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Table Monitor Tutorial

The following is an excerpted tutorial, extracted from a complete example using the Python Table Monitor API, demonstrating the basic use of the three table monitor types:

  • table insert monitor - watches a table for newly inserted records and can make use of those records elsewhere
  • table update monitor - watches a table for updates and reports the number of records updated in each update request issued
  • table delete monitor - watches a table for deletes and reports the number of records deleted in each delete request issued

The table monitors will be managed via instances of the GPUdbTableMonitor.Client class, which can create, process, & remove table monitors.

Prerequisites

The prerequisites for running the table monitor example are listed below:

Python API Installation

The native Kinetica Python API is accessible through the following means:

  • For development on the Kinetica server:
  • For development not on the Kinetica server:

Kinetica RPM

In default Kinetica installations, the native Python API is located in the /opt/gpudb/api/python directory. The /opt/gpudb/bin/gpudb_python wrapper script is provided, which sets the execution environment appropriately.

Test the installation:

/opt/gpudb/bin/gpudb_python /opt/gpudb/api/python/examples/example.py

Important

When developing on the Kinetica server, use /opt/gpudb/bin/gpudb_python to run Python programs and /opt/gpudb/bin/gpudb_pip to install dependent libraries.

Git

  1. In the desired directory, run the following but be sure to replace <kinetica-version> with the name of the installed Kinetica version, e.g., v7.1:

    git clone -b release/<kinetica-version> --single-branch https://github.com/kineticadb/kinetica-api-python.git
    
  2. Change directory into the newly downloaded repository:

    cd kinetica-api-python
    
  3. In the root directory of the unzipped repository, install the Kinetica API:

    sudo python setup.py install
    
  4. Test the installation (Python 2.7 (or greater) is necessary for running the API example):

    python examples/example.py
    

PyPI

The Python package manager, pip, is required to install the API from PyPI.

  1. Install the API:

    pip install gpudb --upgrade
    
  2. Test the installation:

    python -c "import gpudb;print('Import Successful')"
    

    If Import Successful is displayed, the API has been installed as is ready for use.

Script Detail

In this example, a set of batches of randomly-generated weather data for a fixed set of cities will be inserted into a "history" table. A table monitor client (via GPUdbTableMonitor.Client) will be created to watch for those newly inserted records and update a "status" table of those cities with their latest randomly-generated temperature values.

Afterwards, a set of updates will be made to the "status" table, followed by a set of deletes. A second table monitor client will be created to watch for these two event types and output the numbers of records updated & deleted to the console.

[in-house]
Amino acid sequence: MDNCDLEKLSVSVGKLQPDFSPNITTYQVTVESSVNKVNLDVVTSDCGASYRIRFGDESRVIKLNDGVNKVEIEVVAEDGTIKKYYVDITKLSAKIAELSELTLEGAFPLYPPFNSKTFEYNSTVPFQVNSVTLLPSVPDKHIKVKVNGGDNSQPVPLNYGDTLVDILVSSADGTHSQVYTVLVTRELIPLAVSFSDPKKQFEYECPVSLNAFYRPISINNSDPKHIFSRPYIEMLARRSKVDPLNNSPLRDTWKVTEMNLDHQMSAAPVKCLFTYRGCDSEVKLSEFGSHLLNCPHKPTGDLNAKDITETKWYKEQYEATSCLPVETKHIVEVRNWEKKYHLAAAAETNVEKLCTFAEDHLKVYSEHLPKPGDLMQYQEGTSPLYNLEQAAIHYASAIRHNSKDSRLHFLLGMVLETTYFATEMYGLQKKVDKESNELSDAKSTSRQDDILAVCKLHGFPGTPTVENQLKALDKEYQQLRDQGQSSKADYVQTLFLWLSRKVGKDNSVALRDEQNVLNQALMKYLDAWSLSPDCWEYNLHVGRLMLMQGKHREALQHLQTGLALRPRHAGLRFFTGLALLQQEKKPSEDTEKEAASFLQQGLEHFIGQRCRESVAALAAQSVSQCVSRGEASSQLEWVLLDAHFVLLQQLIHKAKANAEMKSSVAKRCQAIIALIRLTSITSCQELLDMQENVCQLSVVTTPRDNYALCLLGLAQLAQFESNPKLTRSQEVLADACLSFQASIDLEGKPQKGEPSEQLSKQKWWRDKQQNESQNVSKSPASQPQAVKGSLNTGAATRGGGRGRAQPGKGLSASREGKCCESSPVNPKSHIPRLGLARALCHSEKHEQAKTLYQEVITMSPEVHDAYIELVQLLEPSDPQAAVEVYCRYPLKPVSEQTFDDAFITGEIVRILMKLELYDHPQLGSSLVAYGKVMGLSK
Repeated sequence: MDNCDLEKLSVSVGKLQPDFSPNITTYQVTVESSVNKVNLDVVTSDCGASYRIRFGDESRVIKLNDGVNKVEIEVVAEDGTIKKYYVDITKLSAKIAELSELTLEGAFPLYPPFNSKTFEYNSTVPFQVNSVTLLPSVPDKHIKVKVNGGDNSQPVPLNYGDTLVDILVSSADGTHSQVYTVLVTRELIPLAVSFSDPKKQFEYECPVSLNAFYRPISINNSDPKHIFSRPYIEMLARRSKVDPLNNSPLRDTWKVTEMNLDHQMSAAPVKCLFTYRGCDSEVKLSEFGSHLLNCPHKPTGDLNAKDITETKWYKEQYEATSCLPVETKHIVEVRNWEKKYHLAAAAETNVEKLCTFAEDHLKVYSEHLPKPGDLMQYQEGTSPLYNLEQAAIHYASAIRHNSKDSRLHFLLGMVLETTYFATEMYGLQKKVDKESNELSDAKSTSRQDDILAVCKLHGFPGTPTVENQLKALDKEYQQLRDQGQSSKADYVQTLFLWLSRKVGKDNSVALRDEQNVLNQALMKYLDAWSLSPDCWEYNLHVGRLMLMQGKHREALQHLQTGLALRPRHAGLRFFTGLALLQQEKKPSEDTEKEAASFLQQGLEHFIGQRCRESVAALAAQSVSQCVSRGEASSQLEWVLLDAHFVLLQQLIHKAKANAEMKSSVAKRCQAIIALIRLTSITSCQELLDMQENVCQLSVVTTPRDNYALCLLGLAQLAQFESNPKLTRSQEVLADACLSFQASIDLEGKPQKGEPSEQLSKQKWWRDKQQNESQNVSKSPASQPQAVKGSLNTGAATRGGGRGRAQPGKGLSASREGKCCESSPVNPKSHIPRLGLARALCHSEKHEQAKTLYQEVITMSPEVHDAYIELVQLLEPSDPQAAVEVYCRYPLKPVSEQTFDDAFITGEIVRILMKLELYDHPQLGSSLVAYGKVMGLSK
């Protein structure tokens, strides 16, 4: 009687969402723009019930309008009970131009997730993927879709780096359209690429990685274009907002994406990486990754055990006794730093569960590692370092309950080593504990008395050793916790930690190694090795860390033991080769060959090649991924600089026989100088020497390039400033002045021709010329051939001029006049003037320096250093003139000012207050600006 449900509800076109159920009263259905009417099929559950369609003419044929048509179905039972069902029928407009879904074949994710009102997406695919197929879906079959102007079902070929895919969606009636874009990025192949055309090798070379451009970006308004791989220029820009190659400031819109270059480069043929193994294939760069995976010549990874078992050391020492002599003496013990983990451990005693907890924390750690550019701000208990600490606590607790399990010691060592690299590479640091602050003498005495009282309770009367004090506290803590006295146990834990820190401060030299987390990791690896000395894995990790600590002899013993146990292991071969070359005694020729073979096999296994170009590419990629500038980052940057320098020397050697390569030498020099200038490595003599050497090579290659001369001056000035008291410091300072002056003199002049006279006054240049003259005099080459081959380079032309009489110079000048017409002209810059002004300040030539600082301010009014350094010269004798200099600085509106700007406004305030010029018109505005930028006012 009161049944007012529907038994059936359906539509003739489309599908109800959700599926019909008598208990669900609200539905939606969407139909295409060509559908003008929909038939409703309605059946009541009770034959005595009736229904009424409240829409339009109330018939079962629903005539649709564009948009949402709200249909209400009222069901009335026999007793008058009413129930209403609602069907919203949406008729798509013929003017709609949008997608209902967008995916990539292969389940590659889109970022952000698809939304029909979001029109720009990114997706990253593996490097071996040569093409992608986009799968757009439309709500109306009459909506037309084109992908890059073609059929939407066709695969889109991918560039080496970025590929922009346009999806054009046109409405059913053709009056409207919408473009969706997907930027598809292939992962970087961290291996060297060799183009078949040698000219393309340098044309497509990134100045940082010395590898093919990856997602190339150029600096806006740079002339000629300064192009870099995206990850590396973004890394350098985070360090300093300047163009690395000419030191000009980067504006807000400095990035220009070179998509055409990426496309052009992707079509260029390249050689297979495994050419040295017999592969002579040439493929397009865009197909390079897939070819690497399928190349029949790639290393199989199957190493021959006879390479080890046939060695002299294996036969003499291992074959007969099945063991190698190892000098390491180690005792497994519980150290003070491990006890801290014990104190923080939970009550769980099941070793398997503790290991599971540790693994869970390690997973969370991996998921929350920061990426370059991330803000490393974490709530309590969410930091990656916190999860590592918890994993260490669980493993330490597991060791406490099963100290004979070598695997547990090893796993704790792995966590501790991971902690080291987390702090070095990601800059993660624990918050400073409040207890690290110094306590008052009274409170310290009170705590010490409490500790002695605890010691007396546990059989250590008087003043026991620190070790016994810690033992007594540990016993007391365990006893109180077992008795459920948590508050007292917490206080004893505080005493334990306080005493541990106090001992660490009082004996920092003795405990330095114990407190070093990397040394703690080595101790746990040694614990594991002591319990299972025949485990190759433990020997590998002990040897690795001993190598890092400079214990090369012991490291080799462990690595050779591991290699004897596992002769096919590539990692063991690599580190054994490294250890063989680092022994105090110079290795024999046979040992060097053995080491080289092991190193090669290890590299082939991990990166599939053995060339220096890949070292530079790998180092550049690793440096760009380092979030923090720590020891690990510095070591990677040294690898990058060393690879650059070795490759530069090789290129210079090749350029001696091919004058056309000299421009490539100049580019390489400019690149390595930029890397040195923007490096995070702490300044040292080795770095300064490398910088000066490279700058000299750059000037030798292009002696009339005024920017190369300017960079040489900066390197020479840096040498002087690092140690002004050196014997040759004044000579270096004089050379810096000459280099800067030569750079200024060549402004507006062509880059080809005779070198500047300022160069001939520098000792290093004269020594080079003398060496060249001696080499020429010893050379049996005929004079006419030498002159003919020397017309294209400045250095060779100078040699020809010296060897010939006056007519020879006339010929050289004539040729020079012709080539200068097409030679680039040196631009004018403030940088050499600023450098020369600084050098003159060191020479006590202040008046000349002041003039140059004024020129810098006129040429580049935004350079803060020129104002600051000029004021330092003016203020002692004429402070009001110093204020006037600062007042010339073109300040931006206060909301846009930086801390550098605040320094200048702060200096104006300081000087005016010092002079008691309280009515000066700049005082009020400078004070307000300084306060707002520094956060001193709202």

There are four main components involved in this example:

  • The "history" table, into which weather records will be inserted, in batch
  • The "status" table, which reflects the latest weather data for each city
  • The table monitor client for the "history" table, which will watch for inserts into the table and update the "status" table with those records
  • The table monitor client for the "status" table, which will watch for updates & deletes on the table and output the corresponding records counts

The key parts of table monitor processing via Python are:

Imports & Aliases

The first step is to import Kinetica libraries, aliasing some of the classes for ease of use. Other supporting libraries need to be imported, as well.

import gpudb
from gpudb import GPUdbRecordColumn as GRC
from gpudb import GPUdbColumnProperty as GCP
from gpudb import GPUdbTableMonitor as GTM

import json
from tabulate import tabulate

Creating a Table Monitor Client

Next, create a connection to Kinetica.

# Establish connection with an instance of Kinetica on port 9191
kinetica = gpudb.GPUdb(host = ['http://' + args.host + ':9191'], username = args.username, password = args.password)

Then, subclass GPUdbTableMonitor.Client, the table monitor client class, and configure it to monitor the "history" table, which will use the connection to manage the table's monitor as well as process the insert events on it.

class StatusUpdater(GTM.Client):

    def __init__(self, kinetica):

Create a list of callback types to use when monitoring the "history" table.

        callbacks = [
            GTM.Callback(
                GTM.Callback.Type.INSERT_DECODED,
                self.on_insert_decoded,
                event_options = GTM.Callback.InsertDecodedOptions(
                    GTM.Callback.InsertDecodedOptions.DecodeFailureMode.ABORT
                )
            )
        ]

Initialize the class via the parent, passing the name of the table to monitor, the callback type list, and a list of options. Also, grab a handle to the "status" table for issuing updates.

        super(StatusUpdater, self).__init__(
            kinetica,
            HISTORY_TABLE,
            callback_list = callbacks,
            options = GTM.Options(dict(inactivity_timeout=0.1))
        )

        self.status_table = gpudb.GPUdbTable(name = STATUS_TABLE, db = kinetica)